“Architecture suffers with routine”
Architecture responds to the times. Too often do we try to force past formulas on current conditions with little success. Architecture is evolutionary and if we deny it that then we are only limiting our gains. Its evolution is intrinsically related to advances in technology.
In every domain of industry, new problems have been posed and tools capable of solving them have been created. If we set this fact against the past, there is revolution.
In building, the factory production of standardized parts has begun; on the basis of new economic necessities, part elements and ensemble elements have been created; conclusive realizations have been achieved in parts and in ensembles. If we set ourselves against the past, there is revolution in the methods and the magnitude of enterprises.
Whereas the history of architecture evolves slowly over the centuries in terms of structure and decor, in the last fifty years iron and cement have brought gains that are in the index of a great power to build and the index of an architecture whose code is in upheaval. If we set ourselves against the past we determine that the styles no longer exist for us, that the style of an era has been elaborated; there has been a revolution.
“Architecture is the use of raw materials to establish stirring relationships.
Architecture goes beyond utilitarian things.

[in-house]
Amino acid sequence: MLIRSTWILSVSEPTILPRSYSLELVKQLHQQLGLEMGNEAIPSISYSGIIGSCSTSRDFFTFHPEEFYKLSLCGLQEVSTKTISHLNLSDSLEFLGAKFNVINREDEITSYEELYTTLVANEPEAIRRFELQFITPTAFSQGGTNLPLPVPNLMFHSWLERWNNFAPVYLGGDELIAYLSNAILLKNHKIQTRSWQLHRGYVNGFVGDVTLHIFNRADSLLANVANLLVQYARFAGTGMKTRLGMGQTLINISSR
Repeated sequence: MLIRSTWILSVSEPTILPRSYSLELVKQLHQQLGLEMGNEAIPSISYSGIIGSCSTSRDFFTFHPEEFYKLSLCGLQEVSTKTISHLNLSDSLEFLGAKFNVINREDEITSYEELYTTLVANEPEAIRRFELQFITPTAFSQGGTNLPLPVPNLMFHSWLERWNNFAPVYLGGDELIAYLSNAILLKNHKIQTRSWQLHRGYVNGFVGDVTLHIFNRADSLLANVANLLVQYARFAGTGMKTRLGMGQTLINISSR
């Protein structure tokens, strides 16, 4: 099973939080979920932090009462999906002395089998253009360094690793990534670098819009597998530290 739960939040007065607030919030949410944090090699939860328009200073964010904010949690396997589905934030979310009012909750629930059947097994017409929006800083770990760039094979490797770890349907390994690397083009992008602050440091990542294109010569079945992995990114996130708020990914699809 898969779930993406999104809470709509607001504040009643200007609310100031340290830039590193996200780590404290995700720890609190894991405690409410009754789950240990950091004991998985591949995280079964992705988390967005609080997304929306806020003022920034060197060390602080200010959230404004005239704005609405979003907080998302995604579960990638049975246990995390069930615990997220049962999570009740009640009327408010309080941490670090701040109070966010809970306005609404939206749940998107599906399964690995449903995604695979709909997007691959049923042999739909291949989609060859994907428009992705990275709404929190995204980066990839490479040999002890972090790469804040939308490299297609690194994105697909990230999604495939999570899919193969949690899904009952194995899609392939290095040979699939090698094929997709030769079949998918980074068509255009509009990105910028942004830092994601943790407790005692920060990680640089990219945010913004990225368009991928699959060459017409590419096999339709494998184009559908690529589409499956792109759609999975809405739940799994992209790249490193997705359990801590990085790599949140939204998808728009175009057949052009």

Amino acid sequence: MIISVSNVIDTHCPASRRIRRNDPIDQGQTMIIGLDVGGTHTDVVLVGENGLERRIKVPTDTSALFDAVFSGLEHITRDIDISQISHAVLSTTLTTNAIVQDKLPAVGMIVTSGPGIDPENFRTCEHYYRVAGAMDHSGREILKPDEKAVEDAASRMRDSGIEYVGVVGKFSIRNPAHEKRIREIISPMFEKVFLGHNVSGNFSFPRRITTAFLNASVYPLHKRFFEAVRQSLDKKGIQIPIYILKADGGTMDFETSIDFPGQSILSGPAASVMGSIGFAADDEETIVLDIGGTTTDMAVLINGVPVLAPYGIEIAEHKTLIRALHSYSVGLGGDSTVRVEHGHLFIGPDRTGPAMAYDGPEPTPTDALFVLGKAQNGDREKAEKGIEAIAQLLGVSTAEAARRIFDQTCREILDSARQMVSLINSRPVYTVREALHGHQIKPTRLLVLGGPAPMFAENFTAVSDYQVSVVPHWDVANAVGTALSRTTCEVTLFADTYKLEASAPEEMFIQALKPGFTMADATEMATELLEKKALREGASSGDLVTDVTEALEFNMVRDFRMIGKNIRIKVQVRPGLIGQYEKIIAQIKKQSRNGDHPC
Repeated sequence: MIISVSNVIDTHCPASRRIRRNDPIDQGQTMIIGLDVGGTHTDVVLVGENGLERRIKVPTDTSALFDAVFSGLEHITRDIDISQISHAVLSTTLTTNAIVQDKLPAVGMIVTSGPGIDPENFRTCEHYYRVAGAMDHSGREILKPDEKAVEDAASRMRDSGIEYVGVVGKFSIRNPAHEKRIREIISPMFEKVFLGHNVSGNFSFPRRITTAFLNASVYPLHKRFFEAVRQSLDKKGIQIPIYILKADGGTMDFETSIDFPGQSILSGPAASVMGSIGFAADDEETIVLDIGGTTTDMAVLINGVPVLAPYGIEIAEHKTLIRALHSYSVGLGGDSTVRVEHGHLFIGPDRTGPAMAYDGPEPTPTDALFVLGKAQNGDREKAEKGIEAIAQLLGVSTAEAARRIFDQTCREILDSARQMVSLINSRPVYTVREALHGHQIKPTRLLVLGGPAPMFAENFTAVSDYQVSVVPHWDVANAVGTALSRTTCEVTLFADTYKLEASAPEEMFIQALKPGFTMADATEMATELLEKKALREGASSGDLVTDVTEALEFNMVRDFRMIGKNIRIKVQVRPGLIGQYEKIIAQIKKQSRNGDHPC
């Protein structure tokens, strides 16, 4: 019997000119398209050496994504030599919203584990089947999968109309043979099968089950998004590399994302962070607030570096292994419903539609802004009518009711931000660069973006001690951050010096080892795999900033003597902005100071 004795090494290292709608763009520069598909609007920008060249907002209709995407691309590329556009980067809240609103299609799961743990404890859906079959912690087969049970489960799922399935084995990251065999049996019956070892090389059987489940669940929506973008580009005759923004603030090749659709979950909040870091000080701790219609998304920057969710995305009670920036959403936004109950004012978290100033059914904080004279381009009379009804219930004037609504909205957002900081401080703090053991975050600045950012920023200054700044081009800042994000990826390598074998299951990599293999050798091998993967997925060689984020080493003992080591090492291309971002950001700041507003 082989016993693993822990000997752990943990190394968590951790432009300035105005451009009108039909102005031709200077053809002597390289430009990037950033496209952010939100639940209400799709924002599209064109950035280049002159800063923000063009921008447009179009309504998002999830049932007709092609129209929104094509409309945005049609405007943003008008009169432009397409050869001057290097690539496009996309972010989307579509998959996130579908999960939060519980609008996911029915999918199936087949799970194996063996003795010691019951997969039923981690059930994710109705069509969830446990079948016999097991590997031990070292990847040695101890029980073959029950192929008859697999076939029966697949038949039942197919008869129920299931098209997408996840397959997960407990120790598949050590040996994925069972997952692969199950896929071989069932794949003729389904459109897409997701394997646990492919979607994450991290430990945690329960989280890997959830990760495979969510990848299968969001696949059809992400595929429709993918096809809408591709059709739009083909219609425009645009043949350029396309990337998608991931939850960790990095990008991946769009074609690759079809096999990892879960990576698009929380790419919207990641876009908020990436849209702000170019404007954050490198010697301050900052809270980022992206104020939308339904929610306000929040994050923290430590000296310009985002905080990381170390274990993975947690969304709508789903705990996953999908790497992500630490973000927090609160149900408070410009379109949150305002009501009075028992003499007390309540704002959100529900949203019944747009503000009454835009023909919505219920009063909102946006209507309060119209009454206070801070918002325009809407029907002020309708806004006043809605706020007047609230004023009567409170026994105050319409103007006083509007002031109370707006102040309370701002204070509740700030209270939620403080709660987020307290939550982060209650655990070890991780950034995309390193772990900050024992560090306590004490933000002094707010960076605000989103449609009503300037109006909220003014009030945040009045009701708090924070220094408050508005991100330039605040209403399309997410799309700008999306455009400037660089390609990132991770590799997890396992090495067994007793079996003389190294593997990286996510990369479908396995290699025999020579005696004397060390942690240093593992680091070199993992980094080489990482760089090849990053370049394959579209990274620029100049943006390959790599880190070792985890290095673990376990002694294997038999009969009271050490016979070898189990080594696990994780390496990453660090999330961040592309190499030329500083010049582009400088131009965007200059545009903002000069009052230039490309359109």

Architecture is a plastic thing.
Spirit of order, unity of intention.
The sense of relationships; architecture organizes quantities.
Passion can make drama out of inert stone.”
“It teaches us that the beauty of wood lies first in its qualities as wood; no treatment that did not bring out these qualities all the time could be plastic, and therefore not appropriate – so not beautiful, the Machine teaches us, if we have left it to the machine that certain simple forms and handling are suitable to bring out the beauty of wood and certain forms are not; that all wood-carving is apt to be a forcing of the material, an insult to its finer possibilities as a material having in itself intrinsically artistic properties, of which its beautiful markings is one, its texture another, its color a third.”
-Frank Lloyd Wright
Architecture is a consequential response to the human experience.
Just as the modernist movements of the 20th century, we too are in a transitional period. The advent of new technologies is increasingly influencing our way of life and subsequently the role of architecture within it. New technology replaces the old less efficient means of designing and creating. It creates new opportunities to enhance our lives through a variety of mediums. Along with new advantages, new technologies bring new issues and constraints as evident in the Manufactured Landscapes film.
Can new technologies also be applied to manage these new issues?
Is this just a continuous cycle of creating benefits then creating new problems? How do we break the cycle?
Technology helps determine architectural form.